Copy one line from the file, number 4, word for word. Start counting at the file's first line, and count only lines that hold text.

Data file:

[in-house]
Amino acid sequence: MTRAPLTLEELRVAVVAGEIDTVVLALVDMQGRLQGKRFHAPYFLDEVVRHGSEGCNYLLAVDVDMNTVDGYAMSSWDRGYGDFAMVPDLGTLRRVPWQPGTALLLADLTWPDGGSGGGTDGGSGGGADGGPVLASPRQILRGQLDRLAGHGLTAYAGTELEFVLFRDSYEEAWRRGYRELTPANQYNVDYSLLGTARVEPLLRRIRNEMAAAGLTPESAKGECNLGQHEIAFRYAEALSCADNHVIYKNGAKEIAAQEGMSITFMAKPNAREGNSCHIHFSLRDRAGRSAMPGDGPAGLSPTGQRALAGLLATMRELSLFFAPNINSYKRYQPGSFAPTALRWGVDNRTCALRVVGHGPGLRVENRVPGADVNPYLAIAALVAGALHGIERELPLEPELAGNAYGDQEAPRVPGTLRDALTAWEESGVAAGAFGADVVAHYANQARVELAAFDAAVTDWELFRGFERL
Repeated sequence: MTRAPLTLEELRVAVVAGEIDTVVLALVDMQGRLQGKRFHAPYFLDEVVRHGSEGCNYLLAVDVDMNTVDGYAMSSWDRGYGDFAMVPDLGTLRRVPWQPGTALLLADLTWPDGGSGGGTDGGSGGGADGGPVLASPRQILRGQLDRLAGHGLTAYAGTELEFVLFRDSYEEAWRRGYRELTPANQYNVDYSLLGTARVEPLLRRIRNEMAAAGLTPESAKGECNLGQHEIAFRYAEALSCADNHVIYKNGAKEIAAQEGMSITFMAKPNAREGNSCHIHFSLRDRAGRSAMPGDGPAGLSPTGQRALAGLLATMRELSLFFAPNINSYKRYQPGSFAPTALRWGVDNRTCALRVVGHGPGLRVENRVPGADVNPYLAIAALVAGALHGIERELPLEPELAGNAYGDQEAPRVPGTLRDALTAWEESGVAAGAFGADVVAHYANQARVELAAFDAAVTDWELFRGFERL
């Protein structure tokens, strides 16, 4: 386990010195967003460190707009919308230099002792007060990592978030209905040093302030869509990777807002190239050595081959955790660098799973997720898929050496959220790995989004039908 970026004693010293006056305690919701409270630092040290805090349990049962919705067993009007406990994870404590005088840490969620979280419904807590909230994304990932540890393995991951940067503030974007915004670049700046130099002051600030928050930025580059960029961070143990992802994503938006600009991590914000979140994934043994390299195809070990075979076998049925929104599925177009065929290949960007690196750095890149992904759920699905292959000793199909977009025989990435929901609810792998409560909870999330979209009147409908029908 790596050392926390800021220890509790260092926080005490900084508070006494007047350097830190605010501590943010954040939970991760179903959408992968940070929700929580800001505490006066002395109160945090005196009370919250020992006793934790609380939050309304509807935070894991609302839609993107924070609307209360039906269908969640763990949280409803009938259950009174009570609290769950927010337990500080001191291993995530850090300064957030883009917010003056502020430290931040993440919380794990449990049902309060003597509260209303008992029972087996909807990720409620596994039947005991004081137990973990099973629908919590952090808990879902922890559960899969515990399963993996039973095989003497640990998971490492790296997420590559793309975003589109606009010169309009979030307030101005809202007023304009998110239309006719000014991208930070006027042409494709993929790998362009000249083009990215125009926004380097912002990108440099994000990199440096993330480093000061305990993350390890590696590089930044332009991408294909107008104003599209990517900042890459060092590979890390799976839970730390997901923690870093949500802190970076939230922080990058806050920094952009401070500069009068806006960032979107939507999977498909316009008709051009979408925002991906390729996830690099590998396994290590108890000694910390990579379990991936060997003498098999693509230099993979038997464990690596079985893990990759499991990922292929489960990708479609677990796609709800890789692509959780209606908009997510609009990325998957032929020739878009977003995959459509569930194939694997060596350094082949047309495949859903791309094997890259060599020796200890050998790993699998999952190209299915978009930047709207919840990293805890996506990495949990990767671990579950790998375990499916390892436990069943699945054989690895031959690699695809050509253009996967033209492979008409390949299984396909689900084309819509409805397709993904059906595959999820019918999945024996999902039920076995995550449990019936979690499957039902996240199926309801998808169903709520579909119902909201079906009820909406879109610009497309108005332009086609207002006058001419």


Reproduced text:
């Protein structure tokens, strides 16, 4: 386990010195967003460190707009919308230099002792007060990592978030209905040093302030869509990777807002190239050595081959955790660098799973997720898929050496959220790995989004039908 970026004693010293006056305690919701409270630092040290805090349990049962919705067993009007406990994870404590005088840490969620979280419904807590909230994304990932540890393995991951940067503030974007915004670049700046130099002051600030928050930025580059960029961070143990992802994503938006600009991590914000979140994934043994390299195809070990075979076998049925929104599925177009065929290949960007690196750095890149992904759920699905292959000793199909977009025989990435929901609810792998409560909870999330979209009147409908029908 790596050392926390800021220890509790260092926080005490900084508070006494007047350097830190605010501590943010954040939970991760179903959408992968940070929700929580800001505490006066002395109160945090005196009370919250020992006793934790609380939050309304509807935070894991609302839609993107924070609307209360039906269908969640763990949280409803009938259950009174009570609290769950927010337990500080001191291993995530850090300064957030883009917010003056502020430290931040993440919380794990449990049902309060003597509260209303008992029972087996909807990720409620596994039947005991004081137990973990099973629908919590952090808990879902922890559960899969515990399963993996039973095989003497640990998971490492790296997420590559793309975003589109606009010169309009979030307030101005809202007023304009998110239309006719000014991208930070006027042409494709993929790998362009000249083009990215125009926004380097912002990108440099994000990199440096993330480093000061305990993350390890590696590089930044332009991408294909107008104003599209990517900042890459060092590979890390799976839970730390997901923690870093949500802190970076939230922080990058806050920094952009401070500069009068806006960032979107939507999977498909316009008709051009979408925002991906390729996830690099590998396994290590108890000694910390990579379990991936060997003498098999693509230099993979038997464990690596079985893990990759499991990922292929489960990708479609677990796609709800890789692509959780209606908009997510609009990325998957032929020739878009977003995959459509569930194939694997060596350094082949047309495949859903791309094997890259060599020796200890050998790993699998999952190209299915978009930047709207919840990293805890996506990495949990990767671990579950790998375990499916390892436990069943699945054989690895031959690699695809050509253009996967033209492979008409390949299984396909689900084309819509409805397709993904059906595959999820019918999945024996999902039920076995995550449990019936979690499957039902996240199926309801998808169903709520579909119902909201079906009820909406879109610009497309108005332009086609207002006058001419």